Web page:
Nigerian Parliament Strengthens AML/CTF Laws for Real Estate Industry

  • Richard Marley
  • January 12, 2022
  • 4 minutes read
  • 2120

Nigerian real estate regulatory authority to mandate businesses to comply with AML/CTF compliance to curb financial crimes.

Nigerian Parliamentary Members are expected to initiate talks on the crucial aspects of the bill that aims to assure that the real estate industry must comply with the Money Laundering Prohibition Act, and Nigeria Financial Intelligence Unit (NFIU) Act as well as stay put with the counter-terrorism financing regulations.

The newly proposed bill provides insights for establishing the Real Estate Regulatory Council of Nigeria as a self-funding institution. The organization aimed to provide a robust, effective, and transparent framework for real estate businesses, and impose necessary standards for curbing money laundering and other financial crimes from the country. However, the Senate passed this bill on November 17, 2021, and was delivered to Parliament House for consensus.

The bill comes up with several objectives; regulating the Nigerian real estate industry by standardizing conduct of transactions, increasing transparency, implementing international standards to flourish businesses, protecting the rights of all stakeholders, and deterring the risk of financial crimes. In addition to this, it also seeks to assure that the businesses work according to the National Building Code in Nigeria; to develop a sustainable playing field to promote the country as a secured investment destination at the global level.

Clause 4 of the law states that the Real Estate Development Association of Nigeria and Council (REDAN) will regulate the real estate businesses development in the country. Promote sustainable development and strategic collaboration with investors in the industry to build housing programs. The government shall work with the private firms to overcome the housing deficit in the country and secure the industry’s interest as well as stakeholders’ funds.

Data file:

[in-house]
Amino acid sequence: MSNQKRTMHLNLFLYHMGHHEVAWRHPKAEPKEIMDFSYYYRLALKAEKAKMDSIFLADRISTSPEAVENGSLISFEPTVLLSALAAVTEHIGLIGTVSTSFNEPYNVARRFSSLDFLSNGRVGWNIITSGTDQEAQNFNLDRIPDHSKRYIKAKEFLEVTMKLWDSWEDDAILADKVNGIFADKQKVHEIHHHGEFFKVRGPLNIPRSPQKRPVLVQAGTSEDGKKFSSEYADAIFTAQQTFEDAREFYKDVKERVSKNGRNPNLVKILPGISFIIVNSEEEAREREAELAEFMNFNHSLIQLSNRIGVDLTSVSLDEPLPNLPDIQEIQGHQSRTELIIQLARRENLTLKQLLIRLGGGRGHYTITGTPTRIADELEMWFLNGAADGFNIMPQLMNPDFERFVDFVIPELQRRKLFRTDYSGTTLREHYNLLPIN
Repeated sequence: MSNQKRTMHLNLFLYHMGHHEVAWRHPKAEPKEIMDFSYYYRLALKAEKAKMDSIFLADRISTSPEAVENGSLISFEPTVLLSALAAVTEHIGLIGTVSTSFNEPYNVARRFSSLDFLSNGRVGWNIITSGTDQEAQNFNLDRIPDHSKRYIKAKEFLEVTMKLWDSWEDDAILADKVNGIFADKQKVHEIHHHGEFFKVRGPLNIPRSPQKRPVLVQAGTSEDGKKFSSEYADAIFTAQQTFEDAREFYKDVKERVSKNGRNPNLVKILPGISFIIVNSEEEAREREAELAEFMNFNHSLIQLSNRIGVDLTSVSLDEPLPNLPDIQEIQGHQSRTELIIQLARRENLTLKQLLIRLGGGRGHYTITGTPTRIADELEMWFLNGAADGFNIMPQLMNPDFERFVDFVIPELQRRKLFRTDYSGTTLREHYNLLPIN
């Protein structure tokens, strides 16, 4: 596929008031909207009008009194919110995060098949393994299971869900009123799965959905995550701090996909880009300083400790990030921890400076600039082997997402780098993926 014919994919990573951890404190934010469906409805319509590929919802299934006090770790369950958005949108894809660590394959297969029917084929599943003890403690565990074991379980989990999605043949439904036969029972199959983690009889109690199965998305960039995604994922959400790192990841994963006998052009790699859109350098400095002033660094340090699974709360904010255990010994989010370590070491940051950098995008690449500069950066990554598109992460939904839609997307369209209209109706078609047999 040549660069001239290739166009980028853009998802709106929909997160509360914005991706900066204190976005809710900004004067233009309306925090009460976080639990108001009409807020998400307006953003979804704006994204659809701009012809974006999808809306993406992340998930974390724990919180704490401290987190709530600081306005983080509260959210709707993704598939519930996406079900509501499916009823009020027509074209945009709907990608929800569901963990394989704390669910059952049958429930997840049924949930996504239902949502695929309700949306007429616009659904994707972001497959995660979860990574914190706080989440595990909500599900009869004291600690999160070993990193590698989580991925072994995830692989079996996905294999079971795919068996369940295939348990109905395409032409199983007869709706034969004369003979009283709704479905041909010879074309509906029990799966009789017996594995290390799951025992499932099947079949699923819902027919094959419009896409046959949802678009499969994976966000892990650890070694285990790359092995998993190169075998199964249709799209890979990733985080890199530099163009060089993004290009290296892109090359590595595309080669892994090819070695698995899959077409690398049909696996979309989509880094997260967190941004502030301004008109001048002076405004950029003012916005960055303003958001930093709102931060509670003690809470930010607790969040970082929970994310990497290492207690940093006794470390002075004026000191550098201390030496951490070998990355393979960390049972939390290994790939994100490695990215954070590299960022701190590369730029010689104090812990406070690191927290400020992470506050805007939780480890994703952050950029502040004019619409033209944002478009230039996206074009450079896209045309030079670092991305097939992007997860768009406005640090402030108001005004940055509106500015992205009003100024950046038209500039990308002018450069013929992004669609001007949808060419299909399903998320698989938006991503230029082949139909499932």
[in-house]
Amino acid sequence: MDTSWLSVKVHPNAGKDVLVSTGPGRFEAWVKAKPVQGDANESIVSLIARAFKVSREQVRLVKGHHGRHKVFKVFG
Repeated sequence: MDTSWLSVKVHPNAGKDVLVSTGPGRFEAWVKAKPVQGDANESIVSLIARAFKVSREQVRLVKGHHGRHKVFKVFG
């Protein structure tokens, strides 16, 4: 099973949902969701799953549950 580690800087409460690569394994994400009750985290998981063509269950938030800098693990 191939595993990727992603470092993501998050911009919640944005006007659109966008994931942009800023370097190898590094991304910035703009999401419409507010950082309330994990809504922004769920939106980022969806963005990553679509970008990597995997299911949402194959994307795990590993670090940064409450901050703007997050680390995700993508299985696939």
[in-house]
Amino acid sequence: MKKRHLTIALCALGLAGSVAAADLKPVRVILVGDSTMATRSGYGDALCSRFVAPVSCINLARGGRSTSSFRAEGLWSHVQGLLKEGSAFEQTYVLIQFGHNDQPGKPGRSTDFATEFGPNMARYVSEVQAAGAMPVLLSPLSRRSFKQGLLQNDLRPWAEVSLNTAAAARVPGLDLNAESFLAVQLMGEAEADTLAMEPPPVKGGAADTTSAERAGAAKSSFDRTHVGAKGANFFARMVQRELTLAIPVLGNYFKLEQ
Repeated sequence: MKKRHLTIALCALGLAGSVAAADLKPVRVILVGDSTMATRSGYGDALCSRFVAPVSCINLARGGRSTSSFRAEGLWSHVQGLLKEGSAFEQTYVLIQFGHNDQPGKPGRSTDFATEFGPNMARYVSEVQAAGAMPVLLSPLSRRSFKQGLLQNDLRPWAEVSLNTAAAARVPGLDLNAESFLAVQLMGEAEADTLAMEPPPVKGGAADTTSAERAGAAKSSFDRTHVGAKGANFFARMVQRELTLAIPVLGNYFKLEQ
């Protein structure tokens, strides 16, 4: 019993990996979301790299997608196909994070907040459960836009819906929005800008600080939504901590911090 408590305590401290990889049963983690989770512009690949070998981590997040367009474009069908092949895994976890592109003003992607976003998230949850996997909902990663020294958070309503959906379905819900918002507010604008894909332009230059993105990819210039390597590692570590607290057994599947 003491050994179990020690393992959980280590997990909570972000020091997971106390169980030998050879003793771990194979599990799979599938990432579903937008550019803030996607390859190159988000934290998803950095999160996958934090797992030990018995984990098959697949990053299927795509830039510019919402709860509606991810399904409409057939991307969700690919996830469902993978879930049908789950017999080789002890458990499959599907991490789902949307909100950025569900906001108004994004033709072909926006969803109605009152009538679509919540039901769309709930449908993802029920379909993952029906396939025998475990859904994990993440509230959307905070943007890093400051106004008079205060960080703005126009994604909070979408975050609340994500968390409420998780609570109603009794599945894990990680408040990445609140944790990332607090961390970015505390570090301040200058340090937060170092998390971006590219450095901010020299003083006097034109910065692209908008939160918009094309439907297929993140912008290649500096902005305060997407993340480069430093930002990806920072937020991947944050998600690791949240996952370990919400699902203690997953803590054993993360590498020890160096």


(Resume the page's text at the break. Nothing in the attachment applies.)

The Council is also all set to provide licenses to the Nigerian real estate business under REDAN guidelines. These include renewal of the license on a yearly basis, payment and fee requirements should be fulfilled, the activity records must be maintained and updated to meet regulatory standards, monitoring and investigating the progress of the real estate projects. 

Additionally, the Council is also determined to make standards and codes for conduct for the real estate industry, including sanctions and hefty fines for violating the provisions of this bill.

PART VI, Clause 30 of the bill also provides that: “A developer shall not accept a sum more than 5% of the cost of the apartment, plot, or building, as the case may be, as an advance payment or an application fee, from a person without first entering into a written agreement for sale/lease with the person.”

Clause 38 of the bill also stipulates that: “If a developer commits, a financial crime in relation to the Council under this Bill, the developer shall be liable on conviction to the penalties prescribed under the Act of the National Assembly or law regulating financial crimes in Nigeria. If an investor commits a financial crime in relation to the duties of an investor under this Bill, the investor shall be liable to the penalties prescribed under the Act of the National Assembly or law regulating financial crimes in Nigeria.”

“A developer who knowingly gives false information to the Council commits an offense and is liable on conviction to a fine of N50 million and shall be heard in a Fast-Track Court. A developer who willfully fails to comply with any order or direction of the Council under this Bill may have his license revoked temporarily or permanently as the Council determines. An allottee that willfully fails to comply with any order, decision, or direction of the Council shall be liable to a fine as may be determined by the Council. A developer who deals in the business of real estate development in Nigeria that: fails to register and be licensed in accordance with the provisions of this Bill commits an offense and is liable on conviction to a fine of not less than N20 million to be garnisheed from the Developer’s Bank Account(s) by application to the High Court,” according to Clause 38.

Suggested Read: “Real Estate Is Critical To Money Laundering”, Says BSP